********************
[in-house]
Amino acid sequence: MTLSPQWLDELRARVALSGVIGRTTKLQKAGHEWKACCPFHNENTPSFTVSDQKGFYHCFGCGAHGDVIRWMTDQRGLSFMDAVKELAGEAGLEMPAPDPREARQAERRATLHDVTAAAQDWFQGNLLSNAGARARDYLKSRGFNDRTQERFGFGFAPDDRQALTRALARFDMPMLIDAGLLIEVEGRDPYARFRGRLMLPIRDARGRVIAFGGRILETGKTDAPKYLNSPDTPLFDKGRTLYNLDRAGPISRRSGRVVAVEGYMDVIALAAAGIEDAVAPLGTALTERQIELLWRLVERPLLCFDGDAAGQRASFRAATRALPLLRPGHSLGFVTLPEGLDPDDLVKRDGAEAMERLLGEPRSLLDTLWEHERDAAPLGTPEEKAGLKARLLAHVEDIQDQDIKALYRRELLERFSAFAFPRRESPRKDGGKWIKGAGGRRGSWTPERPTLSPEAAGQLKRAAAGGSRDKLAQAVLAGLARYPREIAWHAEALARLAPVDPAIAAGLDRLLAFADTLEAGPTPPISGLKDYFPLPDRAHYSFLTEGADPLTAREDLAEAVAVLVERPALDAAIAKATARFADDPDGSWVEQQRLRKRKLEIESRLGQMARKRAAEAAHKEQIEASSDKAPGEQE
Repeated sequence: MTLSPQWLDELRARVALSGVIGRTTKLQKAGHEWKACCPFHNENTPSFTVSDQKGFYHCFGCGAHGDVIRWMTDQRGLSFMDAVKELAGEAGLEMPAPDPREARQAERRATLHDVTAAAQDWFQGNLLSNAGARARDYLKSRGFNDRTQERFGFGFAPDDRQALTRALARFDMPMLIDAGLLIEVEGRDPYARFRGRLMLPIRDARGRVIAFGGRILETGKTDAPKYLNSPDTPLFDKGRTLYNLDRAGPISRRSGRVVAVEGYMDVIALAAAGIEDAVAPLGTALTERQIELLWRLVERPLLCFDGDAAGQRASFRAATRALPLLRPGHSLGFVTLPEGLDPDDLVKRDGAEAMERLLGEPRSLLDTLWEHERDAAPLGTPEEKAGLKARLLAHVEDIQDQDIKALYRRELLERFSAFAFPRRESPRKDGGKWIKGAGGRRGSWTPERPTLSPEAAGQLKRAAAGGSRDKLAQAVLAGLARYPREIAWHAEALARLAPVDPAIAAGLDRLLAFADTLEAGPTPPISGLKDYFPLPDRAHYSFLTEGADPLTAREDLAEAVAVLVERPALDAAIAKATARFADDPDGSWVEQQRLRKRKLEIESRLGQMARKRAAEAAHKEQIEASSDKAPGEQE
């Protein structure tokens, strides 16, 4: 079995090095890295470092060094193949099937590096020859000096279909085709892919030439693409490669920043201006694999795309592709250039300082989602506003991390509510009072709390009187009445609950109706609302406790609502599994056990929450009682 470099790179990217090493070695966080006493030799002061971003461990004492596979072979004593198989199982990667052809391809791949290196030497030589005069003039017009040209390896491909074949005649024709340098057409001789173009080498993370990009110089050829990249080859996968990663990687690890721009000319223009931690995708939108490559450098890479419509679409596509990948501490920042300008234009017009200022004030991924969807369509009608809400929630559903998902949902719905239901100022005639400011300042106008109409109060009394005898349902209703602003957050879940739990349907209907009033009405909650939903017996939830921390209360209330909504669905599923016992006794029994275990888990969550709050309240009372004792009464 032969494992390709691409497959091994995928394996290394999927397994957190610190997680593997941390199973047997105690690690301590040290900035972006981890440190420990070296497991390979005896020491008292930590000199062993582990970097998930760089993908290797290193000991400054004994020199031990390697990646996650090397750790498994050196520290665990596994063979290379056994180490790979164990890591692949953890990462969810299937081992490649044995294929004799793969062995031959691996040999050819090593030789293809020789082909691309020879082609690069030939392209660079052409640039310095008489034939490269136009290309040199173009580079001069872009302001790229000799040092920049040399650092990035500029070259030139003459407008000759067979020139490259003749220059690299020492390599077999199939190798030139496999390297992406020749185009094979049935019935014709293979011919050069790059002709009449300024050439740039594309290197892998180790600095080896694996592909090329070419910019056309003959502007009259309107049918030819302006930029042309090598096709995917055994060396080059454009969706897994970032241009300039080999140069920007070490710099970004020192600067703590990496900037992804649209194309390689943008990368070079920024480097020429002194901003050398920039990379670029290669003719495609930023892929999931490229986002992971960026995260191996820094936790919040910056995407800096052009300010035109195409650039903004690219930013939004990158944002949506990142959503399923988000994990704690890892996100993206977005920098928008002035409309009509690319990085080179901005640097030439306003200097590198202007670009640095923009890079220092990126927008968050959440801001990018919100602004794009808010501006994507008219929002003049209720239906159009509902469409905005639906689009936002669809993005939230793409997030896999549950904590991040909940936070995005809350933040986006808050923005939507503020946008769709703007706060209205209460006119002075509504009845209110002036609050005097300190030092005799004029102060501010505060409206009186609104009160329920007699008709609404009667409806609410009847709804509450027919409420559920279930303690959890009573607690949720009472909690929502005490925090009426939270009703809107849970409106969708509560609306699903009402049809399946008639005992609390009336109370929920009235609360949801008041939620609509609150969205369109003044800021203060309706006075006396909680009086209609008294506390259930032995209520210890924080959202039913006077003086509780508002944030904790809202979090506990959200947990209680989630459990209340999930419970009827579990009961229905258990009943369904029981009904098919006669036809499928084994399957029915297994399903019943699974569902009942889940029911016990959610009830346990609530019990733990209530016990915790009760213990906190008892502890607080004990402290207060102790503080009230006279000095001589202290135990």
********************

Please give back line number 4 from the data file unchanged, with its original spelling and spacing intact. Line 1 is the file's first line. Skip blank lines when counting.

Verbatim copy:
């Protein structure tokens, strides 16, 4: 079995090095890295470092060094193949099937590096020859000096279909085709892919030439693409490669920043201006694999795309592709250039300082989602506003991390509510009072709390009187009445609950109706609302406790609502599994056990929450009682 470099790179990217090493070695966080006493030799002061971003461990004492596979072979004593198989199982990667052809391809791949290196030497030589005069003039017009040209390896491909074949005649024709340098057409001789173009080498993370990009110089050829990249080859996968990663990687690890721009000319223009931690995708939108490559450098890479419509679409596509990948501490920042300008234009017009200022004030991924969807369509009608809400929630559903998902949902719905239901100022005639400011300042106008109409109060009394005898349902209703602003957050879940739990349907209907009033009405909650939903017996939830921390209360209330909504669905599923016992006794029994275990888990969550709050309240009372004792009464 032969494992390709691409497959091994995928394996290394999927397994957190610190997680593997941390199973047997105690690690301590040290900035972006981890440190420990070296497991390979005896020491008292930590000199062993582990970097998930760089993908290797290193000991400054004994020199031990390697990646996650090397750790498994050196520290665990596994063979290379056994180490790979164990890591692949953890990462969810299937081992490649044995294929004799793969062995031959691996040999050819090593030789293809020789082909691309020879082609690069030939392209660079052409640039310095008489034939490269136009290309040199173009580079001069872009302001790229000799040092920049040399650092990035500029070259030139003459407008000759067979020139490259003749220059690299020492390599077999199939190798030139496999390297992406020749185009094979049935019935014709293979011919050069790059002709009449300024050439740039594309290197892998180790600095080896694996592909090329070419910019056309003959502007009259309107049918030819302006930029042309090598096709995917055994060396080059454009969706897994970032241009300039080999140069920007070490710099970004020192600067703590990496900037992804649209194309390689943008990368070079920024480097020429002194901003050398920039990379670029290669003719495609930023892929999931490229986002992971960026995260191996820094936790919040910056995407800096052009300010035109195409650039903004690219930013939004990158944002949506990142959503399923988000994990704690890892996100993206977005920098928008002035409309009509690319990085080179901005640097030439306003200097590198202007670009640095923009890079220092990126927008968050959440801001990018919100602004794009808010501006994507008219929002003049209720239906159009509902469409905005639906689009936002669809993005939230793409997030896999549950904590991040909940936070995005809350933040986006808050923005939507503020946008769709703007706060209205209460006119002075509504009845209110002036609050005097300190030092005799004029102060501010505060409206009186609104009160329920007699008709609404009667409806609410009847709804509450027919409420559920279930303690959890009573607690949720009472909690929502005490925090009426939270009703809107849970409106969708509560609306699903009402049809399946008639005992609390009336109370929920009235609360949801008041939620609509609150969205369109003044800021203060309706006075006396909680009086209609008294506390259930032995209520210890924080959202039913006077003086509780508002944030904790809202979090506990959200947990209680989630459990209340999930419970009827579990009961229905258990009943369904029981009904098919006669036809499928084994399957029915297994399903019943699974569902009942889940029911016990959610009830346990609530019990733990209530016990915790009760213990906190008892502890607080004990402290207060102790503080009230006279000095001589202290135990």